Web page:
Strenuous Leader: Dag Griffiths Distance: 12 miles
From Ingleton we pick up the bridleway across Ingleborough Common to the summit of Ingleborough (724 metres). From the summit we descend to Gaping Ghyll and make our way to Clapham, passing Ingleborough Cave and following alongside Clapham Beck. From Clapham we take paths across fields (likely to be muddy) to Newby and Cold Cotes, before completing the walk on quiet roads.
Moderate Leader: Ruth Melling & Hazel Anderton Distance: nearly 9 miles
Although it is a bit longer than usual, it is not very strenuous and has few stiles. We leave town and go along part of the Ingleton Trail (hopefully we will not be charged as we will be going the ‘wrong way’. We then make our way to Chapel le Dale along what is known as the Roman road. There’s a delightful little chapel here where many of the people, and family members, who where involved in the building of the Ribblehead Viaduct, are buried. We then make our way along the moor where there are some great views including Ribblehead in the distance, before coming down the escarpment and down the road back into town.
If the weather is bad with poor visibility we will not be going along the moor as it would be easy to get lost, and also we do not want to lose anyone down one of the deep pot holes which line part of the route. If the weather is wet we will shorten the walk, and take an alternative low level route back to town.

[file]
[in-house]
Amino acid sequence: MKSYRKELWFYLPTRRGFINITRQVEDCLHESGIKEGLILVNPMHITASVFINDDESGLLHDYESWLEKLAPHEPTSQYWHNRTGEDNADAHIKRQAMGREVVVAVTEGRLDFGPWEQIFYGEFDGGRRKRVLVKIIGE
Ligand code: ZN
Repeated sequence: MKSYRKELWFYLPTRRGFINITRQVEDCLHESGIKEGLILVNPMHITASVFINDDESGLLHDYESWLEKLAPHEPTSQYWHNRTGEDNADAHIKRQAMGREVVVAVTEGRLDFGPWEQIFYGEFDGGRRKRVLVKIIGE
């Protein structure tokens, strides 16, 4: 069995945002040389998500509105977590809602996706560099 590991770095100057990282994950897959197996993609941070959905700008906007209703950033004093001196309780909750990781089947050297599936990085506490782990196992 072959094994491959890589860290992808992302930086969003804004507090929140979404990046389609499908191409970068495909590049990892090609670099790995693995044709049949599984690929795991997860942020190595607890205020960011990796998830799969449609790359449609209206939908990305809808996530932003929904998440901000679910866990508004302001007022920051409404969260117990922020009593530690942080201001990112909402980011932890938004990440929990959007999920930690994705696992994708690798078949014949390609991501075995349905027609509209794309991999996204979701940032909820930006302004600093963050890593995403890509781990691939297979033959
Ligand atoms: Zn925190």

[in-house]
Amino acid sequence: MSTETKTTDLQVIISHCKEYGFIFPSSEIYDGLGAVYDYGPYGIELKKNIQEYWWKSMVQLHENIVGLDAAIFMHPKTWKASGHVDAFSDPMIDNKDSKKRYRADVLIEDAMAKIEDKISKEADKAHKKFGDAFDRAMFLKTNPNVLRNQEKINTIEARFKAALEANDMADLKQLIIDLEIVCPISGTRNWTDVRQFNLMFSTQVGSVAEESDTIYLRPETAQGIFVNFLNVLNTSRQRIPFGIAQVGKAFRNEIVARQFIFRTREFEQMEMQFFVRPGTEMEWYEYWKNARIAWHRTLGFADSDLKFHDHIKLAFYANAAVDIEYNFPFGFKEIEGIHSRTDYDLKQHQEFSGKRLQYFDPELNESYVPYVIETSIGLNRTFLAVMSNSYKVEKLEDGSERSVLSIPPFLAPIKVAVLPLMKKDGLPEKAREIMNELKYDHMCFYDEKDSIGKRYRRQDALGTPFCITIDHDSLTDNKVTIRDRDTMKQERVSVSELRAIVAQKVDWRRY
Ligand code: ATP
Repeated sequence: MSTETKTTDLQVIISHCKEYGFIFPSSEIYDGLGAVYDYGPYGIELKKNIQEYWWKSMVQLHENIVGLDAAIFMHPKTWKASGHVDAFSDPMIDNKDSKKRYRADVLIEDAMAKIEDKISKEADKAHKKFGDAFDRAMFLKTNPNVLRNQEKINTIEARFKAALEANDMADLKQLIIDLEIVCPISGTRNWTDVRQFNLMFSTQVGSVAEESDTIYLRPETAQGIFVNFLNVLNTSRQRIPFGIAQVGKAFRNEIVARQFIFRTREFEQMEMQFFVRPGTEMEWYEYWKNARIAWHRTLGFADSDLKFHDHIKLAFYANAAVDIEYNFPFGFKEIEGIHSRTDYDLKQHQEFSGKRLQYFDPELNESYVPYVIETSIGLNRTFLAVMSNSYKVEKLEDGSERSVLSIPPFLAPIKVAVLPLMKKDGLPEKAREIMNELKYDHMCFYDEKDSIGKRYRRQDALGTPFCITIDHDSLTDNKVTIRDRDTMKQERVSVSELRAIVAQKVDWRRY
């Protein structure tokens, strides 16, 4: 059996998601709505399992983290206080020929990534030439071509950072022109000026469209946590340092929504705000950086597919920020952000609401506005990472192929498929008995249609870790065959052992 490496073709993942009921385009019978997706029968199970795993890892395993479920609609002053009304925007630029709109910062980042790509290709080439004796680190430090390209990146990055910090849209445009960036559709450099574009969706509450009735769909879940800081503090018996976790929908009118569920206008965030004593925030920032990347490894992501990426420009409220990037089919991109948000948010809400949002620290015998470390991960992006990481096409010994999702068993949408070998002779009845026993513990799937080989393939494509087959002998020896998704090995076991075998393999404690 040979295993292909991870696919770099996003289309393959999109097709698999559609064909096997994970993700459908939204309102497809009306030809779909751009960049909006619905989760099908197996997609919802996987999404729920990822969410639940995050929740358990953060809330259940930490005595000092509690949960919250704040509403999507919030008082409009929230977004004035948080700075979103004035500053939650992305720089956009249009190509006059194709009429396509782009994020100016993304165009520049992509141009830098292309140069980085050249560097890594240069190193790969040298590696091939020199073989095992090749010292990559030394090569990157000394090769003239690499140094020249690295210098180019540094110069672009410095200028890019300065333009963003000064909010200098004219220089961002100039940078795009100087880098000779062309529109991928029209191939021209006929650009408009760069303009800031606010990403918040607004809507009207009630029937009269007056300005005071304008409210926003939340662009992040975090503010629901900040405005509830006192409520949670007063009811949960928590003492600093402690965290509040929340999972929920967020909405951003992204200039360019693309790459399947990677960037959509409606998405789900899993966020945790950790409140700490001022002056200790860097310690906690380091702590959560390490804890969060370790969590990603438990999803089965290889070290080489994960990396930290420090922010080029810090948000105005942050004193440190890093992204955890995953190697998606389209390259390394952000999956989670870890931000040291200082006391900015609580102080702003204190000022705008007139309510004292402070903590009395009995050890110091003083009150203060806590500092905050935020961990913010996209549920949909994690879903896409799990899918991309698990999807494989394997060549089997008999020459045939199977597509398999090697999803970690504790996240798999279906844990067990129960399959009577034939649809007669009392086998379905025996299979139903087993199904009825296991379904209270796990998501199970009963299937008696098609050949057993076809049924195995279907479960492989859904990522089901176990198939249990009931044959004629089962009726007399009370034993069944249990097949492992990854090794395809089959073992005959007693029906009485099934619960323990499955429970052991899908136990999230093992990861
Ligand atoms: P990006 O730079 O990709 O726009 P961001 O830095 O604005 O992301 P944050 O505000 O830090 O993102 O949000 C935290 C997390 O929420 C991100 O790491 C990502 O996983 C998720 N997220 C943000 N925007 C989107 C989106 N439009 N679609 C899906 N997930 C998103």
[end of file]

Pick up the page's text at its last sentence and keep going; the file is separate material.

Leisurely Leader: Sully Adam Distance: 6 miles
From Ingleton we go up through disused quarries to the top of the waterfalls (some stepping stones) and back either the same way or along quiet lanes.
Easy Leader: Cynthia Prescott & Joan McGlinchey Distance : About 4.5 miles
Ingleton is famous for waterfalls and we walked the designated Waterfall Trail. It is a 4.5 miles long waymarked path which takes you through Swilla Glen, Pecca Falls, Hollybush Spout, Thornton Force, Beezley Falls, Rival Falls, Baxenghyll Gorge, Snow Falls and Swilla Glen. It is an interesting trail on good paths which takes you up one river, across the moorland, through woods, past a cafe, down along another river and past a disused quarry. The falls are certainly impressive after a lot of rain, even when the water is brown!
However, there is a cost of £4 for walking a private section of the route and we found there were many steep steps going up and down which we felt may not suit some ramblers who choose an easy walk. Therefore we had to look for alternative walks and reccied the start of the old Roman Road which runs between the two rivers up to the moor to meet the Trail. It will take you up to the higher falls without costs and with less steps. We also have directions for a walk to the village of Burton in Lonsdale and back along the lower river.
We intend to discuss with the walkers which route they wish to take and can split the group for part of the walk if necessary.